By the autumn of the same year, upon Emma's advice, Nelson bought Merton Place, a small ramshackle house near Wimbledon, for £9,000, borrowing money from his friend Davison. There they lived together openly, with Sir William and Emma's mother, in a ménage à trois that fascinated the public, married in all but name. By the autumn of 1803, Sir William's health was declining, and on 6 April he died in Emma's arms, and the creditors closed in.

Emma, Lady Hamilton as The Magdalene painted by George Romney, before 1792

Emma received several marriage proposals during 1804, but she refused them all, she was still in love with Nelson and believed that he would become wealthy with prize money and leave her rich in his will. After the death of Nelson at Trafalgar, Emma was distraught, and her finances worsened. Although she received an annuity of £500 from Nelson’s estate and an initial sum of £2,000 it was not enough to maintain her beloved Merton and the lifestyle that she continued to maintain. By 1809, mounting debts forced Emma to finally sell Merton.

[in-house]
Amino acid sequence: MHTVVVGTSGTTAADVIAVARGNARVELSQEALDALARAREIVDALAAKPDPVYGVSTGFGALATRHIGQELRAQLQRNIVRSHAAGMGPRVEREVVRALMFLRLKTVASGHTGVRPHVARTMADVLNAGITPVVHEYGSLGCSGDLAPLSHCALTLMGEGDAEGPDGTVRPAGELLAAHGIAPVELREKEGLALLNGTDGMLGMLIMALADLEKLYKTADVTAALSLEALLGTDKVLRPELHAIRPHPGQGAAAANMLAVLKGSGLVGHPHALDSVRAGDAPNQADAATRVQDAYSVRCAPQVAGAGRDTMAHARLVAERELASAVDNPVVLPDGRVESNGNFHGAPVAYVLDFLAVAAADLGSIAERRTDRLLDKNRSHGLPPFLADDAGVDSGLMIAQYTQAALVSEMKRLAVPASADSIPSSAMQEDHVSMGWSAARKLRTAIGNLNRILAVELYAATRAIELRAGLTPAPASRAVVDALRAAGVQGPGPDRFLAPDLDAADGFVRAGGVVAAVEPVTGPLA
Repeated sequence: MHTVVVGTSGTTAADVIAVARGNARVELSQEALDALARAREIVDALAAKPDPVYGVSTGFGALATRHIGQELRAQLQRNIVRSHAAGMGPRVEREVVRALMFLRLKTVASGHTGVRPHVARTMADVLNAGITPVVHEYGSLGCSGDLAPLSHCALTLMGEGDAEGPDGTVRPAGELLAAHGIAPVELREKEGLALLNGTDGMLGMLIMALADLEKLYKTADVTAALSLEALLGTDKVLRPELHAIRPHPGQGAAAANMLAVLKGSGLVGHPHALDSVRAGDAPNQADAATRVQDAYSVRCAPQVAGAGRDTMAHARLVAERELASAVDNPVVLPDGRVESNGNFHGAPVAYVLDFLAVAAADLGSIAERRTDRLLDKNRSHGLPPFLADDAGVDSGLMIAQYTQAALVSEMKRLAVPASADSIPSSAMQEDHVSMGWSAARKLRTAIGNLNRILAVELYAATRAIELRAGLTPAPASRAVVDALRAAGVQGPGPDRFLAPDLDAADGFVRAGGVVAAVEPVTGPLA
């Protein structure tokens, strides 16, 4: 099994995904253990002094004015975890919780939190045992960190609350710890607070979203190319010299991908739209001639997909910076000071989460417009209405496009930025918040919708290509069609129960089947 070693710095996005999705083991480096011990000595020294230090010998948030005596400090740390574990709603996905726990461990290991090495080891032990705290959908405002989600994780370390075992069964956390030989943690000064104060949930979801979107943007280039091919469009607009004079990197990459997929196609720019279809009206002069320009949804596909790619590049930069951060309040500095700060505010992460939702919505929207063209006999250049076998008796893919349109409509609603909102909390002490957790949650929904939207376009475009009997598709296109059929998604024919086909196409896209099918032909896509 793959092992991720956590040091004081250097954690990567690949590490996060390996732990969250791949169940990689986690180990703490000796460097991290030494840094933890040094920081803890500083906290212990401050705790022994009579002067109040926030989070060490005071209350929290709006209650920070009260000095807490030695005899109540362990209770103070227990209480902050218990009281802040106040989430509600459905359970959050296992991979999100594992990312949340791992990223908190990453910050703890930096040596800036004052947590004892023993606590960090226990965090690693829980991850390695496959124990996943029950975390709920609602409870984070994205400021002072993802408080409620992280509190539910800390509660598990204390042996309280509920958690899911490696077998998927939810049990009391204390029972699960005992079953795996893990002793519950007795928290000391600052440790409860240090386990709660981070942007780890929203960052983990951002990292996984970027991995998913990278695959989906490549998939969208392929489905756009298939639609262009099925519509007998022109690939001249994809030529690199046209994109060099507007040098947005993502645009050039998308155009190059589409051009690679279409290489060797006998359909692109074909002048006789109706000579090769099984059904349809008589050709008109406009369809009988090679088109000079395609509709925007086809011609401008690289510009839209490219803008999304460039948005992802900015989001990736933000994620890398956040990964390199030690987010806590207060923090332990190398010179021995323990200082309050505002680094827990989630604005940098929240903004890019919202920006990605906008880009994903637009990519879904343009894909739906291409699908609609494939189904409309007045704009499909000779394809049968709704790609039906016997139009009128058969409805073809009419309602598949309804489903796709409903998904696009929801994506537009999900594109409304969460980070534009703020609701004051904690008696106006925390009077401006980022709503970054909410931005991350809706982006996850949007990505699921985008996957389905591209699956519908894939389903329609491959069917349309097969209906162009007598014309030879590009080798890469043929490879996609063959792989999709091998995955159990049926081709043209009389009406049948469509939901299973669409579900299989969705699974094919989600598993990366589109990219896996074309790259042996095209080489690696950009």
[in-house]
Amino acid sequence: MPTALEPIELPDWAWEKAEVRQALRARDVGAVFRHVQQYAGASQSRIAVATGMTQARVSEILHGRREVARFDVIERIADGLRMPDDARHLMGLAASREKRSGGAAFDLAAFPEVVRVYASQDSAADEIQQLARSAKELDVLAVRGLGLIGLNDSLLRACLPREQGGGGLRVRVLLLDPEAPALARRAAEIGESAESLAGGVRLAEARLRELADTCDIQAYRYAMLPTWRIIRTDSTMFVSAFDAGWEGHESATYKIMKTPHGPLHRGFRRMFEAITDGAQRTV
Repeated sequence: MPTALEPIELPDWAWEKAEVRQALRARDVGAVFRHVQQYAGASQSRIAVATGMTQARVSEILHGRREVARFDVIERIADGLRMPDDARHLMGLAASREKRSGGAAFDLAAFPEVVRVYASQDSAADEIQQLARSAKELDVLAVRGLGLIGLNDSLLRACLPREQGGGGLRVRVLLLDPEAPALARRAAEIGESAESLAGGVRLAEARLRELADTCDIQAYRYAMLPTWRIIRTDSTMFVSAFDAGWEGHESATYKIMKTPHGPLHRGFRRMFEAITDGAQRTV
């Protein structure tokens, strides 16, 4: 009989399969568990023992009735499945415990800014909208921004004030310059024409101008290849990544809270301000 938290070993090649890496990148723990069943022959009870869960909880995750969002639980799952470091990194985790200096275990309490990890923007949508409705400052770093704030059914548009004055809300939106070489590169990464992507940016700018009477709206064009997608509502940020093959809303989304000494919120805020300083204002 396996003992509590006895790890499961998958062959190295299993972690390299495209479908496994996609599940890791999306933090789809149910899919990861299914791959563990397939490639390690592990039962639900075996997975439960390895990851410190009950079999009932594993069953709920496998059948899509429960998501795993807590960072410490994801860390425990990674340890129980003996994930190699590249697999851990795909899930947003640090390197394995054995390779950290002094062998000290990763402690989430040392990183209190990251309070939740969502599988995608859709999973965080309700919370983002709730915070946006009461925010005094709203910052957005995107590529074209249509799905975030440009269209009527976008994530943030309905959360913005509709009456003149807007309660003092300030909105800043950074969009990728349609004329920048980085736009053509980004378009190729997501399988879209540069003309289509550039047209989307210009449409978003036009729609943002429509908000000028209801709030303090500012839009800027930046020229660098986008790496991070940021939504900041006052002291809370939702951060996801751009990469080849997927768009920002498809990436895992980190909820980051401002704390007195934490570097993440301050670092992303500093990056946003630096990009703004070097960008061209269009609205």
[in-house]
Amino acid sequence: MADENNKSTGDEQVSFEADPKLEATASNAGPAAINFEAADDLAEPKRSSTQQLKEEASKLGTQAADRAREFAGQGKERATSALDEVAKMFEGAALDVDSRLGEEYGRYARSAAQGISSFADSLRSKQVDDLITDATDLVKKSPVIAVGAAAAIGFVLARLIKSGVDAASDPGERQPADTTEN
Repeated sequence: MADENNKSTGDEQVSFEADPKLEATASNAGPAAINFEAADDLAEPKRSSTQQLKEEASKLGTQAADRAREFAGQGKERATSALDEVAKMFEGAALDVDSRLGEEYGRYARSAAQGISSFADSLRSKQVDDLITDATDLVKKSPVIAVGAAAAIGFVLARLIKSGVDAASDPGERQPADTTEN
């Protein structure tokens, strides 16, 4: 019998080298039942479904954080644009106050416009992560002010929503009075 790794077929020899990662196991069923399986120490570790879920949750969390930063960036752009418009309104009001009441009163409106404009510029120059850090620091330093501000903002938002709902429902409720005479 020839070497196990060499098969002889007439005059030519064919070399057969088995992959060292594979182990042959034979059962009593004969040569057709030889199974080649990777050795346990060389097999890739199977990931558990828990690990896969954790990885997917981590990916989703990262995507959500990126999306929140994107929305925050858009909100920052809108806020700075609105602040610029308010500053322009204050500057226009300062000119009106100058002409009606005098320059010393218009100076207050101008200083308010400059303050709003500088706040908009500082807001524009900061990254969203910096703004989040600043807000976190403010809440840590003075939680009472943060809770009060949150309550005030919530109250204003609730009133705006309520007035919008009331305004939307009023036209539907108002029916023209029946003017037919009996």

After spending time throughout 1811 and 1812 in the Kings Bench Debtors prison, in early 1813 she petitioned the Prince of Wales, the government and friends, for help without success, forcing her to auction off many of her remaining possessions, including many Nelson relics. In 1814 she fled the country for Calais, initially maintaining a façade of respectability residing in expensive rooms with a housekeeper and servants and continuing to entertain by borrowing at exorbitant rates.